Home Theater Review: Sarah Jessica Parker, Blythe Danner Sizzle in Off Broadway Play about...

Bernie and Ruth Madoff probably never imagined they’d become the stuff of celebrity drama. First Woody Allen reinvented them for “Blue Jasmine” with Alec Baldwin and Cate Blanchett as their alter egos. Now Blythe Danner is playing Ruth and Sarah Jessica Parker is a kind of Madoff son turned into a daughter off Broadway in “The Commons of Pensacola” which opened last night at Manhattan Theater Club’s smallish City Center Stage 1.

In the audience: SJP’s proud husband, Matthew Broderick; Danner’s son Jake Paltrow (who arrived from JFK after flying home from Dublin) with photographer wife Taryn Simon; writer Kenneth Lonergan, actor Frederick Weller (married to one of the play’s excellent actors, Ali Marsh), as well as “Game of Thrones” star Peter Dinklage, CAA partner Kevin Huvane, and WOR Radio star Joan Hamburg with daughter Lizzie, plus playwright A.R. (Pete) Gurney, the legendary Liz Smith who took a night out with Emmy winning producer Linda Yellen.

Plus: one our old pals, the great Treat Williams, who’s back in New York and told me: “I want to do plays.” Hello, producers! And two major directors: Joe Mantello and Walter Bobbie.

“The Commons of Pensacola” is a first time ever produced play by Amanda Peet, the actress, who’s no slouch. She’s appeared memorably in “Something’s Gotta Give” and “The Whole Nine Yards,” and in lots of TV shows and even a couple of Neil LaBute plays. So if you add her plus SJP and Blythe Danner you see why MTC’s star director Lynn Meadow directed this production, Santo Loquasto did the sets, and Jason Lyons did the lighting. Santo Loquasto doesn’t usually do sets for first time playwrights.

Something’s gotta give: Under Meadow’s superb direction, Parker and Danner, and the whole cast plays like a Bach chamber group. I don’t think Meadow (who’s won tons of awards) gets enough credit for how she handles these ensemble productions. Last season it was Jessica Hecht (who was in the audience tonight) and Judith Light in “The Assembled Parties.” Meadow knows how to do it and it’s not simple. She just makes it look that way.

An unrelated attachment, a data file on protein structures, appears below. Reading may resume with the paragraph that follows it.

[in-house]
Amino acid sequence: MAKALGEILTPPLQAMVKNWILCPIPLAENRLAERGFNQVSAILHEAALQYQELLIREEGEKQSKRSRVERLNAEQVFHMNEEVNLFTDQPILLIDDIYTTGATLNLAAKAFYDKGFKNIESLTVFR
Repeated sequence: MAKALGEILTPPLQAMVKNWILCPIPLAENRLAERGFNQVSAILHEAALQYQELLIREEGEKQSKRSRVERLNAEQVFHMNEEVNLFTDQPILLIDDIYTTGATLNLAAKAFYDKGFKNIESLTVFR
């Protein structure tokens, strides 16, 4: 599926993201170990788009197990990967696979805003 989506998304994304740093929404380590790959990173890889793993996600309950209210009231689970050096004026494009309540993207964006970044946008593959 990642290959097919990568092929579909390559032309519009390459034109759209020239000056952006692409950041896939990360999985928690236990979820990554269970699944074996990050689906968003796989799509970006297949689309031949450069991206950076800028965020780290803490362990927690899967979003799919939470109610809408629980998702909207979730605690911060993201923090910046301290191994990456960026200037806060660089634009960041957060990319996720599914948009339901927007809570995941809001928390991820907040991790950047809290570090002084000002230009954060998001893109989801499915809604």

The cast is really marvelous. Danner and Parker were on stage together in 1995 in the comedy “Sylvia.” You’ll want to see them now. They crackle with chemistry as mother and daughter. Carrie Bradshaw is long gone from the room; Parker is dead on as Becca, the morally conflicted daughter who’s been ruined by her Madoff father’s crime. Danner is delicious as the Ruth Madoff-ish Judy, who’s been sent to live in a condo in Pensacola, Florida with (almost none) of her former possessions or resources. Did she know what hee husband was doing to his clients? Danner told me “no” at dinner afterwards, but watch Judy and decide for yourself.

“The Commons of Pensacola” isn’t perfect. If it didn’t have all this Hollywood hoopla around it, the play might have gotten its start at Hartford Rep and a couple of other out of town percolators. A lot of the scenes don’t feel “finished,” a common problem these days for new plays that run short (this one’s 88 minutes) and have no intermission. They’re like penultimate drafts. Still, all the ingredients are so good, you can dismiss the infelicities just to see the entirety of the production in an intimate setting.

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